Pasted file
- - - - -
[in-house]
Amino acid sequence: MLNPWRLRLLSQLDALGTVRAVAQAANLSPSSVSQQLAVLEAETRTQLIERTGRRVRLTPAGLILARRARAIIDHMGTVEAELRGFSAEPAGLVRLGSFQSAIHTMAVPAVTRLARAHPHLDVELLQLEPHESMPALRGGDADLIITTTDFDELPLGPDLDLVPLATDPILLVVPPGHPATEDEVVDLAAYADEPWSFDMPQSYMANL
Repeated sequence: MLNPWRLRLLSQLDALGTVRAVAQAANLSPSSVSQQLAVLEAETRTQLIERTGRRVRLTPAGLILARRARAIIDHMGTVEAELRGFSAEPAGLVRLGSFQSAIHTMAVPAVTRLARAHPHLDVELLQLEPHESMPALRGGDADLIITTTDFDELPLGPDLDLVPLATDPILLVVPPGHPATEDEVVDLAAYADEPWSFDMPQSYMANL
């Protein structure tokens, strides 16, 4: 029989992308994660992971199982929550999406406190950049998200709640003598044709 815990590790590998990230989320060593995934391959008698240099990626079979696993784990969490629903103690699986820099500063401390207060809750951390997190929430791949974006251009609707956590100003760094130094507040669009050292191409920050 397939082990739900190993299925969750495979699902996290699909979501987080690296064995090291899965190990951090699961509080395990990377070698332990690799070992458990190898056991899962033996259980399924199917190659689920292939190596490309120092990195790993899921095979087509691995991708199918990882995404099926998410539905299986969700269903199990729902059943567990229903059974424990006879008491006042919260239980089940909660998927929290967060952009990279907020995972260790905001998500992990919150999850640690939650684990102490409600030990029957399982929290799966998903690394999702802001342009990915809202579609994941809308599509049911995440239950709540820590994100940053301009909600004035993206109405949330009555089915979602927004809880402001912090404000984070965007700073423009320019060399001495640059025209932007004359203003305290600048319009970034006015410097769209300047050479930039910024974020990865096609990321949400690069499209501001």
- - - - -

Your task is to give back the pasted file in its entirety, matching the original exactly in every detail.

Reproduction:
[in-house]
Amino acid sequence: MLNPWRLRLLSQLDALGTVRAVAQAANLSPSSVSQQLAVLEAETRTQLIERTGRRVRLTPAGLILARRARAIIDHMGTVEAELRGFSAEPAGLVRLGSFQSAIHTMAVPAVTRLARAHPHLDVELLQLEPHESMPALRGGDADLIITTTDFDELPLGPDLDLVPLATDPILLVVPPGHPATEDEVVDLAAYADEPWSFDMPQSYMANL
Repeated sequence: MLNPWRLRLLSQLDALGTVRAVAQAANLSPSSVSQQLAVLEAETRTQLIERTGRRVRLTPAGLILARRARAIIDHMGTVEAELRGFSAEPAGLVRLGSFQSAIHTMAVPAVTRLARAHPHLDVELLQLEPHESMPALRGGDADLIITTTDFDELPLGPDLDLVPLATDPILLVVPPGHPATEDEVVDLAAYADEPWSFDMPQSYMANL
């Protein structure tokens, strides 16, 4: 029989992308994660992971199982929550999406406190950049998200709640003598044709 815990590790590998990230989320060593995934391959008698240099990626079979696993784990969490629903103690699986820099500063401390207060809750951390997190929430791949974006251009609707956590100003760094130094507040669009050292191409920050 397939082990739900190993299925969750495979699902996290699909979501987080690296064995090291899965190990951090699961509080395990990377070698332990690799070992458990190898056991899962033996259980399924199917190659689920292939190596490309120092990195790993899921095979087509691995991708199918990882995404099926998410539905299986969700269903199990729902059943567990229903059974424990006879008491006042919260239980089940909660998927929290967060952009990279907020995972260790905001998500992990919150999850640690939650684990102490409600030990029957399982929290799966998903690394999702802001342009990915809202579609994941809308599509049911995440239950709540820590994100940053301009909600004035993206109405949330009555089915979602927004809880402001912090404000984070965007700073423009320019060399001495640059025209932007004359203003305290600048319009970034006015410097769209300047050479930039910024974020990865096609990321949400690069499209501001």